Top cleric vows mass protest despite threats

January 12, 2013 - 12:58:23 am

LAHORE: An influential Pakistani religious leader vowed yesterday to press ahead with a mass protest march on the capital to demand key reforms before looming elections.

“No one should harbour any doubt, there will be march, as scheduled, on time,” Tahir-ul Qadri, 61, told a news conference in the eastern city of Lahore.

He leads a moderate Islamic group that has thousands of followers in Pakistan and abroad, and has recently returned from several years spent living in Canada.

The government says the Taliban are planning to attack the march and that protesters will be barred from the centre of Islamabad.

“I am not scared of death, I will convene members of my family tonight and convey my last will, to tell them what they should do if I am assassinated,” Qadri hit back.

“Let them seal Islamabad, we will open our routes.”

Qadri accuses the government of being corrupt and incompetent, and argues that Pakistan must enact “meaningful” reforms before general elections, which are scheduled to be held within eight weeks after parliament disbands in mid-March.

It remains unclear how many people will join the march from Lahore to Islamabad, a journey of 300km.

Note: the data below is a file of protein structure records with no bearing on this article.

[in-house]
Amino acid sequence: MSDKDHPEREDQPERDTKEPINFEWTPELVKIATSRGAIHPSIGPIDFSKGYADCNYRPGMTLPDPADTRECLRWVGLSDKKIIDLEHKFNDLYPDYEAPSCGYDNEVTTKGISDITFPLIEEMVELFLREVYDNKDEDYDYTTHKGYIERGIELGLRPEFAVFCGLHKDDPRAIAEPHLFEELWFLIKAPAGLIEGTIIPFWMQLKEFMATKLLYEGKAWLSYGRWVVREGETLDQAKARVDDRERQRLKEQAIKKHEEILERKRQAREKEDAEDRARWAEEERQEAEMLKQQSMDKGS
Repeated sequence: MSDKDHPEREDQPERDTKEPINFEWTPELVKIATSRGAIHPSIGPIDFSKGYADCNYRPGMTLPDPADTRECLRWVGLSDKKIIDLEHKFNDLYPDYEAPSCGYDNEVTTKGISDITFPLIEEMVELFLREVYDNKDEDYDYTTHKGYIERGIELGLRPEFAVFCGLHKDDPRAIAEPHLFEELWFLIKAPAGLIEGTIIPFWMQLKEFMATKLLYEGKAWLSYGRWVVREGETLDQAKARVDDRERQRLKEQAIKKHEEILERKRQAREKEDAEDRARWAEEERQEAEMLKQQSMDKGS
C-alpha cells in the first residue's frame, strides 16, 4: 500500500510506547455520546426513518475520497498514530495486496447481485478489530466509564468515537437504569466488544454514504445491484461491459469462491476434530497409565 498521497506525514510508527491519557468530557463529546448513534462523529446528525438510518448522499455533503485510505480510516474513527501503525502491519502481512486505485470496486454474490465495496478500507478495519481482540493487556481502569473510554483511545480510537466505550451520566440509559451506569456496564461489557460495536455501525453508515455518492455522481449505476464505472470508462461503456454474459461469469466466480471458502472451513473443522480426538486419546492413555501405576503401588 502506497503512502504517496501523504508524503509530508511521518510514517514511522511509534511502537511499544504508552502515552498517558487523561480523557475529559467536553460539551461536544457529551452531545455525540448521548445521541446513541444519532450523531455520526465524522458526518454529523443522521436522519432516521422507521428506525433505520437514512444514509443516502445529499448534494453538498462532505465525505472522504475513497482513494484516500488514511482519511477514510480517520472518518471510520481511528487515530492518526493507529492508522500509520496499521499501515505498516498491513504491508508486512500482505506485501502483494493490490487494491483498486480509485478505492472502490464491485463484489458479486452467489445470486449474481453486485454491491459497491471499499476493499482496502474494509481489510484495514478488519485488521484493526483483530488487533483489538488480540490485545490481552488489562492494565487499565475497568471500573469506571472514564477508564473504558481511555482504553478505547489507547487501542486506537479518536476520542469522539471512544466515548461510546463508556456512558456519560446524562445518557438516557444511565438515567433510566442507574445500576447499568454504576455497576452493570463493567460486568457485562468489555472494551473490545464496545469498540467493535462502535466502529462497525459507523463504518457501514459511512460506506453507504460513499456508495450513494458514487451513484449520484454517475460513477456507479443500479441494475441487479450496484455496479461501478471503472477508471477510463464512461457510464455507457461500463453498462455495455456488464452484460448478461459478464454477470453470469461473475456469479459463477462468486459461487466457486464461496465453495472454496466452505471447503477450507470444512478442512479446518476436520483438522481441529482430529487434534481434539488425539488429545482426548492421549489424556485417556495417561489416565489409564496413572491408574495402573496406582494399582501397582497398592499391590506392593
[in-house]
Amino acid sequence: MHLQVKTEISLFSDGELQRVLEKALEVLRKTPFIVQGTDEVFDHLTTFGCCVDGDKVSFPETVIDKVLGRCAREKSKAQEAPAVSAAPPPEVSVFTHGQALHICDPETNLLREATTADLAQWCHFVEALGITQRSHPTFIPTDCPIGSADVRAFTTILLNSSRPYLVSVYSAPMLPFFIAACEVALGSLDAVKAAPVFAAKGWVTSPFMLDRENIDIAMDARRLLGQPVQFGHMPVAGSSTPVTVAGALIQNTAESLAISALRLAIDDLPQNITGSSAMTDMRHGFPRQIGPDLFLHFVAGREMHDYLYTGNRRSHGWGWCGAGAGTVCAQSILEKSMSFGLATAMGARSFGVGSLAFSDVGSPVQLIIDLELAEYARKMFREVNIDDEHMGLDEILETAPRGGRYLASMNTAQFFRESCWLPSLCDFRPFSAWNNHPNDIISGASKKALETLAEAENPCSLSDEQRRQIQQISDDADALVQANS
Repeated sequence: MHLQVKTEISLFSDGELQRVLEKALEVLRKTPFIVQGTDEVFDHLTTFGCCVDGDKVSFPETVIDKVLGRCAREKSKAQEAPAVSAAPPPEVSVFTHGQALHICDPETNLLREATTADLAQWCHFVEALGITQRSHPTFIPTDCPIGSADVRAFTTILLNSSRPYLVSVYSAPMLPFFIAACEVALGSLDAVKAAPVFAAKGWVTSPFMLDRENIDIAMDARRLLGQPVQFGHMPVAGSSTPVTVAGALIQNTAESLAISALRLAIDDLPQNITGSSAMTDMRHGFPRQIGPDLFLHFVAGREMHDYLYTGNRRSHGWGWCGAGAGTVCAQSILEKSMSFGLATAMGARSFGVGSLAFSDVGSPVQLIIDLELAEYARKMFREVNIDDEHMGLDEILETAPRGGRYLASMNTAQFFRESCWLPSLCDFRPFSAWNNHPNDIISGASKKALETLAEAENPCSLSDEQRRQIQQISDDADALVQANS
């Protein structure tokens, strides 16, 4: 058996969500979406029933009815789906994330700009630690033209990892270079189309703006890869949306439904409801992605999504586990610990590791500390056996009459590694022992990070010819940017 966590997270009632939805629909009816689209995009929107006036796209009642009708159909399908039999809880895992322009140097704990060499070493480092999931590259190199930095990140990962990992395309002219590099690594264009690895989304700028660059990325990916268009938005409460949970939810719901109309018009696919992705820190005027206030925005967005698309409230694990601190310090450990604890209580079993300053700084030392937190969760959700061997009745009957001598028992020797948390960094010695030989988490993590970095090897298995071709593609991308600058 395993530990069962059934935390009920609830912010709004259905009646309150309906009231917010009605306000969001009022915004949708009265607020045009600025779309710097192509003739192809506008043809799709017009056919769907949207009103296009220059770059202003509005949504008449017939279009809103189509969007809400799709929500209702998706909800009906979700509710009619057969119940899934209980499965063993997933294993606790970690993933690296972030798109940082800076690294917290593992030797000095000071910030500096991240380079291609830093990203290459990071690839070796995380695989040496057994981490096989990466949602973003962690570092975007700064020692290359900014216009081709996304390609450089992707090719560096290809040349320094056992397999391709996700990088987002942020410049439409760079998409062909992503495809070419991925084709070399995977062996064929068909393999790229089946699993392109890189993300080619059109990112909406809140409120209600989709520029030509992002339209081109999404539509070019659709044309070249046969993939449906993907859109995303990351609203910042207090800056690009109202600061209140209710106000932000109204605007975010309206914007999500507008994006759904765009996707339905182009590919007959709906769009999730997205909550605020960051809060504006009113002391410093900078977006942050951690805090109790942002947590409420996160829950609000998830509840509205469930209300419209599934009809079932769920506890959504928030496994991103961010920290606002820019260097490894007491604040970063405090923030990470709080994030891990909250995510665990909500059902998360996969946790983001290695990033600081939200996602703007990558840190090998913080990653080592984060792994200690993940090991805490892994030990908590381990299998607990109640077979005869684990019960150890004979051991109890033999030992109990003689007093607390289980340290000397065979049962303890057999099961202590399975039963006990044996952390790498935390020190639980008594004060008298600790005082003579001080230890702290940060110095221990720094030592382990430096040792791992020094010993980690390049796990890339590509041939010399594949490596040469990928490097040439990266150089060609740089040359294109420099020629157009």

Organisers say they will leave on Sunday and travel slowly, stopping at villages en route.

The Muttahida Qaumi Movement, which is part of the coalition government, has bowed out of the march, citing “serious security threats” after suicide bombers killed 92 people in the southwestern city of Quetta on Thursday.

Interior Minister Rehman Malik has called Qadri’s march a “conspiracy to destabilise the government”.

Media reports have suggested that Qadri is being used by foreign intelligence agencies and the army in a bid to delay the elections, for which no date has been set.

Qadri delivered a speech to tens of thousands of followers in Lahore on December 23, giving the government until January 10 to initiate reforms, claiming that the necessary “amendments” need only take a few months to enact.

He says Pakistan’s political and economic system has collapsed because it revolves around wealthy, landed aristocrats, and industrialists, and prevents honest people from being elected.